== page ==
For over 10 years, laser plasma acceleration (LPA) has been a rapidly growing technology
used to create electron beams on length-scales much smaller than that of a conventional
RF-accelerator . As electron beam properties improve, research for LPAs is expanding to
take advantage of the creation and accessibility of high-quality electron beams from plasma
targets. Two applications which are currently being explored are a multi-stage plasma
accelerator to reach energies greater than those a single-stage accelerator can achieve and
exploring the possibility of an LPA based free-electron laser (FEL) light source. Research
supporting both of these efforts has been performed on the 50 TW TREX laser system at
the BELLA Center at the Lawrence Berkeley National Lab, and the results of these efforts
are described in this dissertation.
Using chirped-pulsed amplification to produce high-quality laser pulses up to petawatt
levels, experimental results have yielded laser driven electron beam energies up to 4.25
GeV . By tuning the density of the target, the accelerating gradients sustained by the
plasma can grow beyond 100 GeV/m  (10^3 times larger than that of a conventional RF
accelerator). However, limiting factors such as dephasing of the electron beam from the
plasma wake, defocusing of a laser pulse, and energy depletion of the laser into the plasma
limit the maximum sensible length of a plasma accelerator. Staging the LPA with two or
more accelerating modules could be the next step towards producing beams with energies
greater than those possible with a single stage.
One requirement for staged acceleration is that the laser pulse used to drive the first
accelerating stage must be coupled out of the beamline, and a fresh laser pulse must be
coupled in for the second stage to post accelerate the electrons. To do this while maintaining
a short scale length between the two stages requires an optic to be placed near the final focus of the second laser pulse. Because damage will occur when the laser pulse interacts with a steering optic near focus, the coupling optic must be capable of replacing the surface
following damage on each successive shot. This thesis comprises a detailed investigation of the physics of using a plasma mirror (PM) from a tape by reflecting ultrashort pulses from
a laser-triggered surface plasma. The tapes used in the characterization of the PM are VHS
and computer data storage tape. The tapes are 6.6 m (computer storage tape) and 15 m
(VHS) thick. Each tape is 0.5 inches wide, and 10s of meters of tape are spooled using a tape drive; providing thousands of shots on a single reel of tape. The amount of reflected energy of the PM was studied for different input intensities. The fluence was varied by translating the focus of the laser upstream and downstream of the tape, which changed the spot size on the tape surface and hence changed the fluence. This study measured reflectances from both sides of the two tapes, and for input light of both s and p-polarizations. Lastly, an analytic model was developed to understand the reflectance as a function of fluence for each tape material and polarization.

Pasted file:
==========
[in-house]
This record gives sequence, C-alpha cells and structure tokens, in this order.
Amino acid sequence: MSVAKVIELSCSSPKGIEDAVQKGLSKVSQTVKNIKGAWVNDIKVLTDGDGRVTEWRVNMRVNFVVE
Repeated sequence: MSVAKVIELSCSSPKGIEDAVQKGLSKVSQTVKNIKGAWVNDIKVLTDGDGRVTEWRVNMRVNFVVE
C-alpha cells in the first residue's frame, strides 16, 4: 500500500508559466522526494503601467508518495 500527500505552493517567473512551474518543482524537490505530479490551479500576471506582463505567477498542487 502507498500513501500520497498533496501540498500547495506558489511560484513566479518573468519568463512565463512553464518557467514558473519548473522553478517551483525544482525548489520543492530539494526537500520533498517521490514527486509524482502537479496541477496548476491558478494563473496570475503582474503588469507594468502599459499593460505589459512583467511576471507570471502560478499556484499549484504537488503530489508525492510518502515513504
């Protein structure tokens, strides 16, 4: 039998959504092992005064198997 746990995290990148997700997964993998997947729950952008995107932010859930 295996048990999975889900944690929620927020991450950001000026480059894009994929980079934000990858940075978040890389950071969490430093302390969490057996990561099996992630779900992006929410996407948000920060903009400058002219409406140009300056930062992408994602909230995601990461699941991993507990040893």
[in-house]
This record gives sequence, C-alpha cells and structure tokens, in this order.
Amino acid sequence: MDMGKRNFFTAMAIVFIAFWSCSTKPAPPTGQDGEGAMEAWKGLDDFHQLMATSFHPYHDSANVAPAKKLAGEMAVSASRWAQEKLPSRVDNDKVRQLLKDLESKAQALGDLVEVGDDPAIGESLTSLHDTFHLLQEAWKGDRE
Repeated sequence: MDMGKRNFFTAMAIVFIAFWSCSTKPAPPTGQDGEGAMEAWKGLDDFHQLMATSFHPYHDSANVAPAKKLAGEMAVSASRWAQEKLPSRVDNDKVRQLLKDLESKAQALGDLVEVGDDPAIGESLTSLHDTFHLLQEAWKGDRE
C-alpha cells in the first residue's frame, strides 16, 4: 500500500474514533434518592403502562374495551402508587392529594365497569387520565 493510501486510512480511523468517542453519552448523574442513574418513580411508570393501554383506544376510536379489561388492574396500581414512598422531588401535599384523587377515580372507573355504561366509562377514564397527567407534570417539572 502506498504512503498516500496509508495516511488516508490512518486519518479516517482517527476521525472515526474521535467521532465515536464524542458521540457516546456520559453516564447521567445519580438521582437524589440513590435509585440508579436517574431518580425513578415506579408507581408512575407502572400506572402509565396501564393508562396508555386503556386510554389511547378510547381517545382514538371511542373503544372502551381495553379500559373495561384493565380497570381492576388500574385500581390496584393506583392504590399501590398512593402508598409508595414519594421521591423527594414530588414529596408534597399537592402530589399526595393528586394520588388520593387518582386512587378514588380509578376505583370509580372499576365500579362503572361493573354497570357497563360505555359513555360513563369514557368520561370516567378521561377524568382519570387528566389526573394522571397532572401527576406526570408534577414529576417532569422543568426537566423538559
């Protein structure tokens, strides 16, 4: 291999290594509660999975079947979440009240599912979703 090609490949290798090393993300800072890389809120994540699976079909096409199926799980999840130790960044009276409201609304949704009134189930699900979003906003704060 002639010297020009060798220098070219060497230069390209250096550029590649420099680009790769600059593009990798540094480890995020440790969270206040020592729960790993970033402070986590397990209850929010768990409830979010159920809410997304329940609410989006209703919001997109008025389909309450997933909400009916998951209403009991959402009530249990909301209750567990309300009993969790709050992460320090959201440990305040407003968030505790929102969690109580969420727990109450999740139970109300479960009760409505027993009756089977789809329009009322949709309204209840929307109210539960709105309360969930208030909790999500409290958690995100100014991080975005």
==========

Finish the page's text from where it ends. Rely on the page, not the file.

Another application that benefits from the advancements of LPA technology is an LPAbased
FEL. By sending a high quality electron bunch through an undulator (a periodic
structure of positive and negative magnetic poles), the electrons oscillate transversely to the
propagation axis and produce radiation. The 1.5 m THUNDER undulator  at the BELLA
Center has been commissioned using electron beams of 400MeV beams with broad energy
spread (35%) . To produce a coherent LPA-based FEL, the beam quality would need to
improve to sub-percent level energy spread. A seed source could be used to help induce
bunching of the electron beam within the undulator.
This thesis described the experimental investigation of the physics of using solid-based
surface high-harmonic generation (SHHG) from a thin tape as a possible seed source for
an FEL. A thin tape placed within centimeters of the undulator's entrance could act as
a harmonic generating source, while simultaneously transmitting an electron beam. This
removes the need for transport optics for the XUV photons and the need for additional
optics to overlap the seed beam with the electron beam at the undulator entrance.
By operating at sub-relativistic laser strengths, harmonics up to the 17th order of 800
nm light are produced using an SHHG technique known as coherent wake emission (CWE).
CWE pulse properties such as divergence, energy, conversion efficiency, and spectrum are
measured for a wide range of tape materials and drive laser conditions. A clear correlation
between surface roughness and harmonic beam divergence is found. The measured pulse
properties for the 15th harmonic from VHS tape (conversion efficiency 6.5x10^-?7 and
an rms divergence of 12 mrad), the 100 mJ-level, 40-50 fs-class drive laser, produces peak
powers of several MW's of XUV pulses. The results of a 1D model indicate that these CWE
pulses with MW level powers are sufficient for seed-induced FEL gain.